But what if we want to make the changes permanent? Enter: inplace.

df.drop(index='fat', level=1, inplace=True)

Above, we added inplace=True in the parameter. This signals Python that we want the changes to be taken in place so that when we output df, this is what we’ll get:

We had permanently cut the fat off. LOL!


Thank you for reading! That’s it for today.

Stay tuned!

You can reach me on Twitter or LinkedIn.

Selecting Rows with .loc

As data scientists, we spent most of our time wrangling knee-deep in manipulating data using Pandas. In this post, we’ll be looking at the .loc property of Pandas to select rows based on some predefined conditions.

Let’s open up a Jupyter notebook, and let’s get wrangling!


The Data

We will be using the 311 Service Calls dataset¹ from the City of San Antonio Open Data website to illustrate how the different .loc techniques work.

Housekeeping

Before we get started, let’s do a little housekeeping first.

import pandas as pd

# to print out all the outputs
from IPython.core.interactiveshell import InteractiveShell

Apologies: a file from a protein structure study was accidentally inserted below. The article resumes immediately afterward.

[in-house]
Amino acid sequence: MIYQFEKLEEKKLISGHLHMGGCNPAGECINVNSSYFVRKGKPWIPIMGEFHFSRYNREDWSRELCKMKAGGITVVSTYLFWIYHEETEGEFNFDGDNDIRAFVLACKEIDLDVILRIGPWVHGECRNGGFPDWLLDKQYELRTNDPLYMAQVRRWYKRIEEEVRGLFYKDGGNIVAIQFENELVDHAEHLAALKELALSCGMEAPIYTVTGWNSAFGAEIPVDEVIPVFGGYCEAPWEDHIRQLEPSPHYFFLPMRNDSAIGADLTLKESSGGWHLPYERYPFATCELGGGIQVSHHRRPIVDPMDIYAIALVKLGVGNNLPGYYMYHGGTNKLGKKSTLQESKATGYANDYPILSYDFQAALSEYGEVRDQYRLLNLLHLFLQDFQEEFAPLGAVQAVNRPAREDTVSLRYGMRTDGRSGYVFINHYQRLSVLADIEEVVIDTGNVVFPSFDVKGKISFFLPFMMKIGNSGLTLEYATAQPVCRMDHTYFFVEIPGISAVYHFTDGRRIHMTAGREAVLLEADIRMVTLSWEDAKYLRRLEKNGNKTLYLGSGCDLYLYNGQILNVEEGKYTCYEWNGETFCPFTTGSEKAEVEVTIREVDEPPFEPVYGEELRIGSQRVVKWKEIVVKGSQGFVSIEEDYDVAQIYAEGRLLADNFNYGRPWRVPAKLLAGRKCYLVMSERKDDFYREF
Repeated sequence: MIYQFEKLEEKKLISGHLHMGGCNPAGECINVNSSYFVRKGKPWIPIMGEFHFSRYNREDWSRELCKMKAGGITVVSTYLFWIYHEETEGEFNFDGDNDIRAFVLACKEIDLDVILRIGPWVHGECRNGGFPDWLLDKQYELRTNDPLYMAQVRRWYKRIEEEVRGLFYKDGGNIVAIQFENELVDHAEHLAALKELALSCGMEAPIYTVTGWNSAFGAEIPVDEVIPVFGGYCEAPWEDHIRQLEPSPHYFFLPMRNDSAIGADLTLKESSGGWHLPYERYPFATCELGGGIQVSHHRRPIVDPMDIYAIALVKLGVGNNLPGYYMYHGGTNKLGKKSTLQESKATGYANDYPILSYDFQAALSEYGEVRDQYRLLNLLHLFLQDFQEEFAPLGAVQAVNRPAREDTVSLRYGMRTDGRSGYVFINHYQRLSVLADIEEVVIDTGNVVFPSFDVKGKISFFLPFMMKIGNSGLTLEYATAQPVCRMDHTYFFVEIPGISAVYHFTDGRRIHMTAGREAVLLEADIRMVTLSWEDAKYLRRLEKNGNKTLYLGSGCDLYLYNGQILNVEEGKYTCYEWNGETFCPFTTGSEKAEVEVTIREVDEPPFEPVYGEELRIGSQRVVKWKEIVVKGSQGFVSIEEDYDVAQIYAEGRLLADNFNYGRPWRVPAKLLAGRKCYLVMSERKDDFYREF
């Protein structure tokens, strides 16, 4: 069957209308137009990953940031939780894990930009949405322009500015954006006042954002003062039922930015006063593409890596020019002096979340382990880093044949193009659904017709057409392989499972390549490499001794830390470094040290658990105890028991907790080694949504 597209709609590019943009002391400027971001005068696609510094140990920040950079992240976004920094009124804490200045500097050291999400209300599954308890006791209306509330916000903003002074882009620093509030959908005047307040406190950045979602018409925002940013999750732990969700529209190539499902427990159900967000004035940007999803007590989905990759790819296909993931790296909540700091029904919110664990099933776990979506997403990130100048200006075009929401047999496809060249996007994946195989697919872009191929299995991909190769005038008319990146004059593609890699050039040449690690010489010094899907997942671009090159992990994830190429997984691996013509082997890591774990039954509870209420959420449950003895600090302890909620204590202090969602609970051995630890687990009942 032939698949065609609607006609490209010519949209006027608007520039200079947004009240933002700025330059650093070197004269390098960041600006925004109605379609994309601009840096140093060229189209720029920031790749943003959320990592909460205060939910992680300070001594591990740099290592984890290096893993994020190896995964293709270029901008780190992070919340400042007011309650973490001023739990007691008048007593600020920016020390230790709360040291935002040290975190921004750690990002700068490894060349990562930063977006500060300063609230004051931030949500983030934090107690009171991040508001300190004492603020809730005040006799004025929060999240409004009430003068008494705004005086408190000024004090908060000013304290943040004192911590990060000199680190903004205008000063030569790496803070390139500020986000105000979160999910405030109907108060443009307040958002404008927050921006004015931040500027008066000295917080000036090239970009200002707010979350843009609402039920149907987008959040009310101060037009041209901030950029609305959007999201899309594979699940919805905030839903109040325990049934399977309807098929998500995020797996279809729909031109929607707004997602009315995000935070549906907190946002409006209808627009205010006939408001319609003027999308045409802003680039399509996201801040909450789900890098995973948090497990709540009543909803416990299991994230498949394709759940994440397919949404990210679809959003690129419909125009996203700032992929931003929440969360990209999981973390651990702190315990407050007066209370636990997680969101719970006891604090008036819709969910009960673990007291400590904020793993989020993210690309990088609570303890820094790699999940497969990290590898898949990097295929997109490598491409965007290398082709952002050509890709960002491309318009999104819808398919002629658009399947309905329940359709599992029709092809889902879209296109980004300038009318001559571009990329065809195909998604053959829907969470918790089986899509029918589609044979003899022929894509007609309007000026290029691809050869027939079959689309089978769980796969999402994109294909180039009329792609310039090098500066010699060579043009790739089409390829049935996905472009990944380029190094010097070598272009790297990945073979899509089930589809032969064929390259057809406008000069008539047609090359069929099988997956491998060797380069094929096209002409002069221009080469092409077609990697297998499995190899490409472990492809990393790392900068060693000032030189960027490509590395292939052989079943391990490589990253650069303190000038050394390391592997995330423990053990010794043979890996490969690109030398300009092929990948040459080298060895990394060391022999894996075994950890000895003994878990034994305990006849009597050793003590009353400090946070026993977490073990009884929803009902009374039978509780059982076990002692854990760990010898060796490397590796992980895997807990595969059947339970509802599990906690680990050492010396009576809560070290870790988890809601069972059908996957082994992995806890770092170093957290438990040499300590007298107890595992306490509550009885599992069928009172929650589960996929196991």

InteractiveShell.ast_node_interactivity = "all"

# set display options
pd.set_option('display.max_columns', None)
pd.set_option('display.max_rows', None)
pd.set_option('display.max_colwidth', -1)

Nothing fancy going on here. We’re just importing the mandatory Pandas library and setting the display options so that when we inspect our dataframe, the columns and rows won’t be truncated by Jupyter. We’re setting it up so that every output within a single cell is displayed and not just the last one.

def show_missing(df):
    """
    Return the total missing values and the percentage of
    missing values by column.
    """
    null_count = df.isnull().sum()
    null_percentage = (null_count / df.shape[0]) * 100
    empty_count = pd.Series(((df == ' ') | (df == '')).sum())
    empty_percentage = (empty_count / df.shape[0]) * 100
    nan_count = pd.Series(((df == 'nan') | (df == 'NaN')).sum())
    nan_percentage = (nan_count / df.shape[0]) * 100
    return pd.DataFrame({'num_missing': null_count, 'missing_percentage': null_percentage,
                         'num_empty': empty_count, 'empty_percentage': empty_percentage,
                         'nan_count': nan_count, 'nan_percentage': nan_percentage})